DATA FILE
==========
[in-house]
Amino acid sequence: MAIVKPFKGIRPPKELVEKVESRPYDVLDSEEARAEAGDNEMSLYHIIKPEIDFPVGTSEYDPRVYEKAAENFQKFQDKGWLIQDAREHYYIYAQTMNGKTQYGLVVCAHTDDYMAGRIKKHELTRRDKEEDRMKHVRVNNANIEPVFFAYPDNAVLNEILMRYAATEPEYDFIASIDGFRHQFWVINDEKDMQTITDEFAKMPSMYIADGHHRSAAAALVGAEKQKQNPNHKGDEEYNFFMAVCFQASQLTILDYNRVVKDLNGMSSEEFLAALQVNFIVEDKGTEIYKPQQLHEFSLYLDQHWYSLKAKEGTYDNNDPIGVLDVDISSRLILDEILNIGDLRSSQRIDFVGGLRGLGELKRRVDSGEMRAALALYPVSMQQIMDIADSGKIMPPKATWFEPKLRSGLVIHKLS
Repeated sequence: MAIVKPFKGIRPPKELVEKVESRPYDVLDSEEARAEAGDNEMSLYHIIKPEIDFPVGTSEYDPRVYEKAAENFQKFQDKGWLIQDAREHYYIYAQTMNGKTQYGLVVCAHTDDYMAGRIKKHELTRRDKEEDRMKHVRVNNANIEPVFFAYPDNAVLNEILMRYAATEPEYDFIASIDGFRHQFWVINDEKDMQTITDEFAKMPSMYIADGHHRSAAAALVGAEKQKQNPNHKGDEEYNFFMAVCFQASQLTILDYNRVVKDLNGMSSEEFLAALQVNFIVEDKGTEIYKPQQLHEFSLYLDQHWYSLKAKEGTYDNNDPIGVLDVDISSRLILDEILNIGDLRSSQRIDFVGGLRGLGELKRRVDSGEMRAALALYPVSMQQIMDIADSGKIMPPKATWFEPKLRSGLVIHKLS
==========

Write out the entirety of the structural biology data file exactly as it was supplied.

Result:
[in-house]
Amino acid sequence: MAIVKPFKGIRPPKELVEKVESRPYDVLDSEEARAEAGDNEMSLYHIIKPEIDFPVGTSEYDPRVYEKAAENFQKFQDKGWLIQDAREHYYIYAQTMNGKTQYGLVVCAHTDDYMAGRIKKHELTRRDKEEDRMKHVRVNNANIEPVFFAYPDNAVLNEILMRYAATEPEYDFIASIDGFRHQFWVINDEKDMQTITDEFAKMPSMYIADGHHRSAAAALVGAEKQKQNPNHKGDEEYNFFMAVCFQASQLTILDYNRVVKDLNGMSSEEFLAALQVNFIVEDKGTEIYKPQQLHEFSLYLDQHWYSLKAKEGTYDNNDPIGVLDVDISSRLILDEILNIGDLRSSQRIDFVGGLRGLGELKRRVDSGEMRAALALYPVSMQQIMDIADSGKIMPPKATWFEPKLRSGLVIHKLS
Repeated sequence: MAIVKPFKGIRPPKELVEKVESRPYDVLDSEEARAEAGDNEMSLYHIIKPEIDFPVGTSEYDPRVYEKAAENFQKFQDKGWLIQDAREHYYIYAQTMNGKTQYGLVVCAHTDDYMAGRIKKHELTRRDKEEDRMKHVRVNNANIEPVFFAYPDNAVLNEILMRYAATEPEYDFIASIDGFRHQFWVINDEKDMQTITDEFAKMPSMYIADGHHRSAAAALVGAEKQKQNPNHKGDEEYNFFMAVCFQASQLTILDYNRVVKDLNGMSSEEFLAALQVNFIVEDKGTEIYKPQQLHEFSLYLDQHWYSLKAKEGTYDNNDPIGVLDVDISSRLILDEILNIGDLRSSQRIDFVGGLRGLGELKRRVDSGEMRAALALYPVSMQQIMDIADSGKIMPPKATWFEPKLRSGLVIHKLS